SYDNEY, Australia (AP) -- Global mining company BHP Billiton said Thursday that U.S. antitrust regulators had granted partial approval for its $170 billion hostile takeover bid for rival Rio Tinto.
BHP Billiton Ltd., the world's largest mining company, said the U.S. Department of Justice and the U.S. Federal Trade Commission had ended antitrust waiting period on the proposed deal early. The waiting period, under the Hart-Scott-Rodino Act, is used to determine if a takeover violates antitrust laws.
The Justice Department's antitrust division has also concluded a review of the proposal without further action, the company said.
"We are very pleased that we have received notice of early termination of the Hart-Scott-Rodino Act waiting period and completion of the Department of Justice merger review," BHP Billiton's chief commercial officer Alberto Calderon said in a statement.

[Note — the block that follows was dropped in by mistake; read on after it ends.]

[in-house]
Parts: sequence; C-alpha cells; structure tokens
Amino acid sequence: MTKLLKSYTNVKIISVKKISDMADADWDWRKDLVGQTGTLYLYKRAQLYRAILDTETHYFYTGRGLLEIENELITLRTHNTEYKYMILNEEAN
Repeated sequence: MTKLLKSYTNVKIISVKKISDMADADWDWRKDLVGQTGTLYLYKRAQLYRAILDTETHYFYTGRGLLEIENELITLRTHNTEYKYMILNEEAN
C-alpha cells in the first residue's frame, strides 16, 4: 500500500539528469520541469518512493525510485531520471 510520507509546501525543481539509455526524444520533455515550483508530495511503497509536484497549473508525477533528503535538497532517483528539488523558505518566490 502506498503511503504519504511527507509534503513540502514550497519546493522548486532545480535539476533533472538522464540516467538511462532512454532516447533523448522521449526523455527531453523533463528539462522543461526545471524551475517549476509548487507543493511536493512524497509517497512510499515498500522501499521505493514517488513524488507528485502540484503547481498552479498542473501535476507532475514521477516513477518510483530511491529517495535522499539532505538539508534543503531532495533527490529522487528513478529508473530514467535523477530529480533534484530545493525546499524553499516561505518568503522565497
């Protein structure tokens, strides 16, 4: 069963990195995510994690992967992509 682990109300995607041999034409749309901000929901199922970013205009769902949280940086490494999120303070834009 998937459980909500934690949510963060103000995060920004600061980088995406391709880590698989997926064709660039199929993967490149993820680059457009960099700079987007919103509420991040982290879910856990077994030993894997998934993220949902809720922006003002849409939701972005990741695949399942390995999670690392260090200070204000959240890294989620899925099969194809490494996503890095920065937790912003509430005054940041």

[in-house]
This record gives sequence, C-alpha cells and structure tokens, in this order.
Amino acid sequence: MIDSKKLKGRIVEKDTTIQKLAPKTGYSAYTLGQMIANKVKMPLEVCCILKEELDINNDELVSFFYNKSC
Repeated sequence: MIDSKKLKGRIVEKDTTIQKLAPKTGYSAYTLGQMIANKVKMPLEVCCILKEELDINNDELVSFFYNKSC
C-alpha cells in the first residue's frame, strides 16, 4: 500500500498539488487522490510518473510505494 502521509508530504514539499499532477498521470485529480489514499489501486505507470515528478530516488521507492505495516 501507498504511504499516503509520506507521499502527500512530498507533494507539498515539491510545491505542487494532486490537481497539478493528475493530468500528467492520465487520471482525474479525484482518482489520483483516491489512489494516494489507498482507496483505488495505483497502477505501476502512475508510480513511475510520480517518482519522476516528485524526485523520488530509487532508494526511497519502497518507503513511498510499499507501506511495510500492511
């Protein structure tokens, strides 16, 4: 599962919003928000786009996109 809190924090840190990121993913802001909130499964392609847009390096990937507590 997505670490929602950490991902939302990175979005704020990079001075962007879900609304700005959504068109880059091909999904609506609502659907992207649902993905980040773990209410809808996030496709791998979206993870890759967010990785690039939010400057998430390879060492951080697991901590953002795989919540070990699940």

The end of the waiting period satisfied part of U.S. preconditions for clearing the proposed deal, BHP Billiton said.
BHP Billiton is offering 3.4 of its shares for each Rio Tinto share, in a deal worth about $170 billion that would create a megasupplier of iron ore, coal and other resources that are currently in high demand.
Rio Tinto is vigorously resisting the offer.
Clients -- notably steelmaking companies in economically booming China -- have expressed concerns that a combined BHP Billiton-Rio Tinto company would have too much control over the price of key resources.
The proposal has drawn the attention of regulators in Australia, Europe and the Americas. European Commission and Australian regulators are yet to announce their decisions.